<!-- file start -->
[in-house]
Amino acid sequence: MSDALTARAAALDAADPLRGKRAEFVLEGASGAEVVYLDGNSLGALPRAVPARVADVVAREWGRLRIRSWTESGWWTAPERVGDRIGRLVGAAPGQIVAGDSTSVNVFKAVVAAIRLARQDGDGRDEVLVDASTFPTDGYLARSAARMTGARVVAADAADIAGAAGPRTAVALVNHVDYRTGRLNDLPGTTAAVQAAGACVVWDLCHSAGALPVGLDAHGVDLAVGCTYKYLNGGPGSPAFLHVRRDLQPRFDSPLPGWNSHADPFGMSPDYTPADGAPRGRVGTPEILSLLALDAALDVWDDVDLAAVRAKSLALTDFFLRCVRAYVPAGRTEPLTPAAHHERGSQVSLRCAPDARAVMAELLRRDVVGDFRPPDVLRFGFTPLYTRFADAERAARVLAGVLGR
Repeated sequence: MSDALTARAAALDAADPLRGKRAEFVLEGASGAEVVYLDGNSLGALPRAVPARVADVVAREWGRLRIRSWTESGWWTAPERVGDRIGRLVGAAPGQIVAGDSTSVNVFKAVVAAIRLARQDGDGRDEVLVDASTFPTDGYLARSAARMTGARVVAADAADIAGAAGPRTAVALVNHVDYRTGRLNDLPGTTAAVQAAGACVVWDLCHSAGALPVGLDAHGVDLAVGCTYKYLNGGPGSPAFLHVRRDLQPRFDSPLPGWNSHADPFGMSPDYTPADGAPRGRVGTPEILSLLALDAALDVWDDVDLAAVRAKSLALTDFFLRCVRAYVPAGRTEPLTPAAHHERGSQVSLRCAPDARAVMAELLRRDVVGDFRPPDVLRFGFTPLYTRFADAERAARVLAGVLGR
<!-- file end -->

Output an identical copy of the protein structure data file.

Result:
[in-house]
Amino acid sequence: MSDALTARAAALDAADPLRGKRAEFVLEGASGAEVVYLDGNSLGALPRAVPARVADVVAREWGRLRIRSWTESGWWTAPERVGDRIGRLVGAAPGQIVAGDSTSVNVFKAVVAAIRLARQDGDGRDEVLVDASTFPTDGYLARSAARMTGARVVAADAADIAGAAGPRTAVALVNHVDYRTGRLNDLPGTTAAVQAAGACVVWDLCHSAGALPVGLDAHGVDLAVGCTYKYLNGGPGSPAFLHVRRDLQPRFDSPLPGWNSHADPFGMSPDYTPADGAPRGRVGTPEILSLLALDAALDVWDDVDLAAVRAKSLALTDFFLRCVRAYVPAGRTEPLTPAAHHERGSQVSLRCAPDARAVMAELLRRDVVGDFRPPDVLRFGFTPLYTRFADAERAARVLAGVLGR
Repeated sequence: MSDALTARAAALDAADPLRGKRAEFVLEGASGAEVVYLDGNSLGALPRAVPARVADVVAREWGRLRIRSWTESGWWTAPERVGDRIGRLVGAAPGQIVAGDSTSVNVFKAVVAAIRLARQDGDGRDEVLVDASTFPTDGYLARSAARMTGARVVAADAADIAGAAGPRTAVALVNHVDYRTGRLNDLPGTTAAVQAAGACVVWDLCHSAGALPVGLDAHGVDLAVGCTYKYLNGGPGSPAFLHVRRDLQPRFDSPLPGWNSHADPFGMSPDYTPADGAPRGRVGTPEILSLLALDAALDVWDDVDLAAVRAKSLALTDFFLRCVRAYVPAGRTEPLTPAAHHERGSQVSLRCAPDARAVMAELLRRDVVGDFRPPDVLRFGFTPLYTRFADAERAARVLAGVLGR